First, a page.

One important youth area to watch in this budget season is funding around family homelessness. Nearly half of the homeless families currently in the shelter system are youth-headed. DC General and two hotel buildings are almost at capacity for sheltering families, and more families continue to enter the system daily during hypothermia season. There are several budget items that have an impact on alleviating family homelessness: a plan to close DC General, the Local Rent Supplement Program, Permanent Supportive Housing, Rapid Re-Housing, the Housing Production Trust Fund, year-round access to shelter, public housing, funding the Dignity Bill, and more. Overall, we will be working closely with all of our advocacy partners to ensure that every piece of the homelessness budget puzzle is put in place to help young families find and keep affordable housing.

Increasing Local Investments to Expanded Learning Programs

In 2015, DCAYA is focused on increasing local funding to expanded learning programs. Currently, the District heavily relies on federal funds, namely the 21st Century Community Learning grants, to support its afterschool programs. With a new Congress in place, there are increased concerns that the 21st Century grants will either be drastically cut or completely eliminated in the upcoming federal budget. DC must be prepared to protect its investments in education. We must begin adding local funds to ensure that the infrastructure and program implementation of critical expanded learning programs are not lost because of federal funding fluctuations.

Continued Collaboration to Amp Up Youth Workforce Development Programming

This year, DCAYA is driving home our commitment to high-quality, year round workforce development opportunities for youth across the District by co-facilitating the first-ever Youth Workforce Leaders Academy (YWLA) cohort. DCAYA and our partners are convening leaders in the youth workforce sphere in a unique peer learning environment to scale up best practices and locally-informed solutions across DC. Especially in light of the implementation of new federal youth workforce legislation this summer (the Workforce Innovation and Opportunity Act), it’s a great time to come together as a community to discuss what’s been working and where improvements can be made, both organizationally and system-wide.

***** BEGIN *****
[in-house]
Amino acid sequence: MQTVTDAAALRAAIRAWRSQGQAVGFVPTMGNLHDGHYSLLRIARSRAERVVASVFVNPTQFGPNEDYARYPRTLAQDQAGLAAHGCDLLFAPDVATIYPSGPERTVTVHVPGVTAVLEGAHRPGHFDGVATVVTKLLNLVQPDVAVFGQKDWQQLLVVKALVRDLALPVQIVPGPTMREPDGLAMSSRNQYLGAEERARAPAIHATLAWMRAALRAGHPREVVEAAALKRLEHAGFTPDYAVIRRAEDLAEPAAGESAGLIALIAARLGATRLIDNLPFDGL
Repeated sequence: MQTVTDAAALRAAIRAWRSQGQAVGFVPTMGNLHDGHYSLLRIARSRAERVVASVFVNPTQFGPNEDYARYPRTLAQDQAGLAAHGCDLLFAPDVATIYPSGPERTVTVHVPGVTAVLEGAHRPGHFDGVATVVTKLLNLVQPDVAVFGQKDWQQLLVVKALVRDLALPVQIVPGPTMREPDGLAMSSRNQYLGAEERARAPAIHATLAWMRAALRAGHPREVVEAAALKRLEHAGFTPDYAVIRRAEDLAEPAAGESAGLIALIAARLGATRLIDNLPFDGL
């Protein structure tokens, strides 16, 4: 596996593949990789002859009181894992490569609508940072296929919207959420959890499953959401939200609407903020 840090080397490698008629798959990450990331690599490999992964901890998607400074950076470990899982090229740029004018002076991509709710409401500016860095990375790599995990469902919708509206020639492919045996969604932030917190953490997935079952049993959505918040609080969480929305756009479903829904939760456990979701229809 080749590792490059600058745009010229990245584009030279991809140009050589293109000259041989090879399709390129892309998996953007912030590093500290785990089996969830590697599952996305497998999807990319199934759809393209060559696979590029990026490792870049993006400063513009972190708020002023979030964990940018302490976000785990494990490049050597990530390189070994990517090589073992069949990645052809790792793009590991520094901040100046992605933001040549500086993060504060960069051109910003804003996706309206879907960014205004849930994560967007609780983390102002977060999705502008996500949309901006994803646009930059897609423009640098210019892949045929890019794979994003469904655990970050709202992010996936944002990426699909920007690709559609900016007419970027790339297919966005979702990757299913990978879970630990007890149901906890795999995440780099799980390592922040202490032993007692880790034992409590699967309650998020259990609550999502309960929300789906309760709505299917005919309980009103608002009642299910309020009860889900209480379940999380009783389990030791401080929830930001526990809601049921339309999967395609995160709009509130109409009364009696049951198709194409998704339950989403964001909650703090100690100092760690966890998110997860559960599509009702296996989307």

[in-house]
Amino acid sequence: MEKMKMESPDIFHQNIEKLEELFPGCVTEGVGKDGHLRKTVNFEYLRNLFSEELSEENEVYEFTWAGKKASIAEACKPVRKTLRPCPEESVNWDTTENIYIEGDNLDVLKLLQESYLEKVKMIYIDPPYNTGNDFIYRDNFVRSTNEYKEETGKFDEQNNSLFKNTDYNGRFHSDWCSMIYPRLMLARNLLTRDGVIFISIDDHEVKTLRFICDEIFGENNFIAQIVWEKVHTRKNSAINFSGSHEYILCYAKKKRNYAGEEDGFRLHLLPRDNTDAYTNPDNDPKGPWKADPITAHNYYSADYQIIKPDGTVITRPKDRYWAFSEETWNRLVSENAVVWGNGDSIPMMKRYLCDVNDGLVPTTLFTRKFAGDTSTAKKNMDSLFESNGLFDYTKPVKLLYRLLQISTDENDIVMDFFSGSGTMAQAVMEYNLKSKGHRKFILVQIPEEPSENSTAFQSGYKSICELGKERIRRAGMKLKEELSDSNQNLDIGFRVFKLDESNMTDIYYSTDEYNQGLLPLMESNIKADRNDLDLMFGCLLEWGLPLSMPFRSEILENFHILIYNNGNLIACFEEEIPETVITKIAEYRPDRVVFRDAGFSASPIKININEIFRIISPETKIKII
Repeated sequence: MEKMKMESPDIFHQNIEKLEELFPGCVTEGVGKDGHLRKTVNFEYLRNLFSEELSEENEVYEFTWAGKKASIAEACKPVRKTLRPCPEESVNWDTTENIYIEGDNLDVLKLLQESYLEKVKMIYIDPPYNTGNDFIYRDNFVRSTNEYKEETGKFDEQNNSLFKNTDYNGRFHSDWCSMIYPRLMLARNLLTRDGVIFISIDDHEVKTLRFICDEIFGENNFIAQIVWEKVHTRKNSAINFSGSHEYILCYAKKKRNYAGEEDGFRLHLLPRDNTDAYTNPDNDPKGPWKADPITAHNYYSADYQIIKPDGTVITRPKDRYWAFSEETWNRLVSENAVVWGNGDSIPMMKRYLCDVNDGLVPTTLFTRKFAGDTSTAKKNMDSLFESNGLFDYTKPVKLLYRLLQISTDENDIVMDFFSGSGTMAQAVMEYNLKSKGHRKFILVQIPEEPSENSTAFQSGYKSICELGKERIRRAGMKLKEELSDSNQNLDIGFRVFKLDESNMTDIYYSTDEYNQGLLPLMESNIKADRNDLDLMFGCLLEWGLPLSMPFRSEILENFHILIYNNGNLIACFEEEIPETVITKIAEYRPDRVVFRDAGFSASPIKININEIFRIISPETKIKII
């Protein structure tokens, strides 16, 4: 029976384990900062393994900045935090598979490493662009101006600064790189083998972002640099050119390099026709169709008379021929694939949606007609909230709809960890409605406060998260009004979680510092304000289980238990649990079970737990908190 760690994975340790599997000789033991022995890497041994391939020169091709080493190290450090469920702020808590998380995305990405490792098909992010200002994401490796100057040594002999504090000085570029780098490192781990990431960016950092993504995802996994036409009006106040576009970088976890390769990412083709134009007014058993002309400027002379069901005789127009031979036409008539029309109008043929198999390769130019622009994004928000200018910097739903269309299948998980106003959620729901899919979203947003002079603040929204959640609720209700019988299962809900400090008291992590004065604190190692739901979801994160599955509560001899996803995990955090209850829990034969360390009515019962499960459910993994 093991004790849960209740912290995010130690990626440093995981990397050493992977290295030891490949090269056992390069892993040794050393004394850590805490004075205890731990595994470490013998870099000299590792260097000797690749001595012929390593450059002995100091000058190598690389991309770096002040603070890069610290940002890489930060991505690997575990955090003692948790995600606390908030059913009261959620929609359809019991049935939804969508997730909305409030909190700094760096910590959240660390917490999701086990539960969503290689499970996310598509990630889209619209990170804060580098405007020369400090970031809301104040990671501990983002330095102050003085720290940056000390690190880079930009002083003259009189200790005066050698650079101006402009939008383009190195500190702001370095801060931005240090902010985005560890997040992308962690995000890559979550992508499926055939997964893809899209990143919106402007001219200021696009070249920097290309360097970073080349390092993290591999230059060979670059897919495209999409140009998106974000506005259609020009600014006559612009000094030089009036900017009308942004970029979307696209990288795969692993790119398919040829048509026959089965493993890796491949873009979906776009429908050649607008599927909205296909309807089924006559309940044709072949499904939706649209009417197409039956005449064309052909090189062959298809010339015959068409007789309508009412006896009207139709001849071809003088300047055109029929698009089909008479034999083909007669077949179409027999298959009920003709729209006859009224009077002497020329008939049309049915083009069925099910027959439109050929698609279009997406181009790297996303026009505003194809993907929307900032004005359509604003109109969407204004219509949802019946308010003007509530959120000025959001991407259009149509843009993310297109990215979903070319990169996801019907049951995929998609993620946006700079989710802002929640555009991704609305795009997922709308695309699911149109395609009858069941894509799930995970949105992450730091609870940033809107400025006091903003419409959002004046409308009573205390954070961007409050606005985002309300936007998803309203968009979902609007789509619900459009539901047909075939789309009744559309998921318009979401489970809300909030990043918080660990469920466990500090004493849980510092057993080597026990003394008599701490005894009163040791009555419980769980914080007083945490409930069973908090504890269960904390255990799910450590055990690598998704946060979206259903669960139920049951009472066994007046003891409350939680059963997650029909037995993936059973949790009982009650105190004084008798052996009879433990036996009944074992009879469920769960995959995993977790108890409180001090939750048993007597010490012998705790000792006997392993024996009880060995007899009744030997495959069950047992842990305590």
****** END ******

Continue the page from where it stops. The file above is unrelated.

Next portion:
We look forward to the creative partnerships, professional networks, and increased organizational resources that will result from YWLA for years to come!

Easing Access to Youth Development Opportunities through Transportation Subsidies 

Look for a strong advocacy front around expanding the District’s transportation subsidy programs to include youth. DCAYA’s Connecting Youth to Opportunity report demonstrated that transportation proves to be a pervasive barrier to youth accessing youth development programs, school, and workforce opportunities. According to the study, over 33% of respondents reported spending over $30 a week or $120 a month on transportation. Based on reported income data, this suggests youth are spending between 15-30% of their monthly income on transportation alone.

In partnership with our colleagues at Raise DC’s Disconnected Youth Change Network, we’ll be presenting our policy recommendations to Mayor Bowser’s team and council staff during the 2015 budget season.
Increased Use of Visual Data to Break Down Wonky Policy Asks

Policy analysts and funders alike are realizing that white papers and data sets are necessary to our mission, but can leave out a large advocacy audience.

Last year, DCAYA experienced firsthand the influential power of visual tools when we invested time into creating an infographic to explain the gaps in homeless youth services. The effort paid off as councilmembers publically commended the infographic and asked the advocacy community to continue using visuals to breakdown our, at times, complicated policy asks.